Three other partners and I started another tech business called SunRiver, that the venture capital investors eventually moved from Mississippi to Austin. I left the business in ‘96 after taking it public in ‘94 to join the dot-com boom. I started doing angel investing and helping companies raise capital. During the dot-com boom, we helped numerous companies get through the funding process. I also started to get back into ham radio with my son. I realized the technology had advanced, but still incredibly antiquated compared to other industries. That’s when I decided to build my first software defined radio prototype. And that’s also when the dot-com bubble burst. Given the fact that the dot-com industry was in chaos and my prototype worked better than expected, I left the industry and started FlexRadio.
Q: Why did you start FlexRadio and what was that experience like?
A: I had already started getting back into ham radio with my son around the time the dot-com bubble burst. I had gotten back on the air and involved, and started seeing the new technology. It made me remember a theory I had in college – I thought it would eventually be possible to build a radio with computer technology, creating a software defined radio.
Nobody had applied this kind of computer tech to ham radio. So I took the technology and the theory and did it. It took me about three years to build the SDR-1000. I finished it in 2002. I basically had to put myself through engineering school again to do it.
I built 10 units and vetted the first owners. I gave the readers of my international publication first shot at it. I ended up getting 50 orders instead of 10 and sold 500 the first year. It was way more successful than I expected.
However, I didn’t want investors so I decided to bootstrap the business myself. I wanted to be flexible and build a culture like I wanted to build. I had more ability to do that without investors. You have to make hard choices with trade-offs when you don’t have investors. But the experience is priceless.
Q: What’s the best part of owning and running FlexRadio?
A: The people. I would definitely say the best part of it is the people. I’ve been able to work with some really smart people who are passionate about everything they do and really care about each other. That’s not to say we’ve always done it perfectly. But it’s really great to be able to work with people and create something better than you thought you could create.
And I’ve really enjoyed all the interesting people I’ve met because ham radio is a big fraternity that cuts across all of sectors of the population worldwide. All the people that have aided us along the way and have become friends have been really big supporters.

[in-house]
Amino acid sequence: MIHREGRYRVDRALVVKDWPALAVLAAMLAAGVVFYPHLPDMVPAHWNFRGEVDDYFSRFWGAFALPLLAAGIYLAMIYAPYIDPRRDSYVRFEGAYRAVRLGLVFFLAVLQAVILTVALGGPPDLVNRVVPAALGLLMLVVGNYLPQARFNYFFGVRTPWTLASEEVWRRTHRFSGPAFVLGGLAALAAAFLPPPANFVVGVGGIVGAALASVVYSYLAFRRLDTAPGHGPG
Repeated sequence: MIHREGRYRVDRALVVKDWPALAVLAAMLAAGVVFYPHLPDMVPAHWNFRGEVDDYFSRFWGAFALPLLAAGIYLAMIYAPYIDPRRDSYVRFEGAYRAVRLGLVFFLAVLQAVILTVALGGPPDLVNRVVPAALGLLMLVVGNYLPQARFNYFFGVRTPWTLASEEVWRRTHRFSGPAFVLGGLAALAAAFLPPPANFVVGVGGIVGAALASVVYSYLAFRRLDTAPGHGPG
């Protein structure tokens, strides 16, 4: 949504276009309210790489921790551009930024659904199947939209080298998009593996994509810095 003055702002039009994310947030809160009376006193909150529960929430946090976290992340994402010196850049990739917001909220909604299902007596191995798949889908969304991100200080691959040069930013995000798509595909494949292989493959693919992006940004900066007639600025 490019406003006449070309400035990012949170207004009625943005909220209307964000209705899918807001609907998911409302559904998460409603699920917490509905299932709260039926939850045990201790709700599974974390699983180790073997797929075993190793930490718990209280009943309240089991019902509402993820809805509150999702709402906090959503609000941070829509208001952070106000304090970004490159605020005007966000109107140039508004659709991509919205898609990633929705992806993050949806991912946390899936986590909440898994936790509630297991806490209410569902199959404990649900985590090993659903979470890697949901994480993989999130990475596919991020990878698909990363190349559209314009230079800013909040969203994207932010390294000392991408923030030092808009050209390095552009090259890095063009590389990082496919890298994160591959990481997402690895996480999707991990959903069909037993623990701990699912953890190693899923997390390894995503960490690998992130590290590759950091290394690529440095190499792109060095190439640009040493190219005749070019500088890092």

Q: What’s the most challenging?
A: Breaking into an established industry where the mindset exists that there’s only one way to do it. A lot of the existing improvements were incremented on old technology. We’ve had to break old school tech, methods and mindsets. Nobody was doing what we were and people were apprehensive. But that slowly changed as hams started seeing the possibilities.
A big challenge is to constantly reinvent yourself. The first products weren’t capable of bringing us to where we are today. Multiple times we’ve had to cannibalize our entire product line in order to position ourselves for the future. Three times I believe. One time we completely started over with new hardware and software. It’s effectively like starting a new company. Our customers were so amazing and loyal, they helped to crowd fund it.
Another challenge is that we’re in a direct-to-consumer model, we know our customers well because we deal directly with them. But there are as many types of customers as there are types of people. We’re harder on ourselves than anyone so when we fall short of expectations it hurts. We want to meet everyone’s expectations but accepting that you can’t is difficult. There are so many use-cases, scenarios in life, that it’s hard to test and think of everything, so that makes for a big challenge. We try to be ahead of everything but sometimes it’s difficult.
We’re fortunate to have a great customer base to carry us through all the business cycles and to be our sales force. When a customer comes up to me or sends me an email to say how much our product has brought them joy, it’s a really rewarding and enjoyable moment.
Q: What are FlexRadio’s defining moments of 2019?
A: MultiFLEXTM – It’s never been done before. We created the first ever multi-client radio. It’s a first in radioing – never before have multiple users been able to use the same radio at one time and from anywhere there’s an internet connection.